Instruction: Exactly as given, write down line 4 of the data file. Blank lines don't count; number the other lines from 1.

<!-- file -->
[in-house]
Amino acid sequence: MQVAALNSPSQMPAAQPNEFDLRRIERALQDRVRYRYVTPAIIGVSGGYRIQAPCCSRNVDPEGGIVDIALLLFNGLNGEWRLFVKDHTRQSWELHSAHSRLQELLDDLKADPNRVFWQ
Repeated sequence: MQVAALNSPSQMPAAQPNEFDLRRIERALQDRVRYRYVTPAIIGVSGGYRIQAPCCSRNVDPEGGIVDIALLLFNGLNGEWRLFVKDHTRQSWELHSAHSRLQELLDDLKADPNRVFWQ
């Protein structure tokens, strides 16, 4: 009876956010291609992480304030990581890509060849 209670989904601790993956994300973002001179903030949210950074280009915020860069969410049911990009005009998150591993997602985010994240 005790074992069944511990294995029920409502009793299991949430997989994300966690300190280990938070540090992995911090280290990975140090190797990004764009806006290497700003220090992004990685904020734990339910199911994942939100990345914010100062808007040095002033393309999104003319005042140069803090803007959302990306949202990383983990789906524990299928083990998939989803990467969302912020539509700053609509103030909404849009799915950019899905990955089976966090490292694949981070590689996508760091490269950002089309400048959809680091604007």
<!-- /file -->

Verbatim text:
């Protein structure tokens, strides 16, 4: 009876956010291609992480304030990581890509060849 209670989904601790993956994300973002001179903030949210950074280009915020860069969410049911990009005009998150591993997602985010994240 005790074992069944511990294995029920409502009793299991949430997989994300966690300190280990938070540090992995911090280290990975140090190797990004764009806006290497700003220090992004990685904020734990339910199911994942939100990345914010100062808007040095002033393309999104003319005042140069803090803007959302990306949202990383983990789906524990299928083990998939989803990467969302912020539509700053609509103030909404849009799915950019899905990955089976966090490292694949981070590689996508760091490269950002089309400048959809680091604007």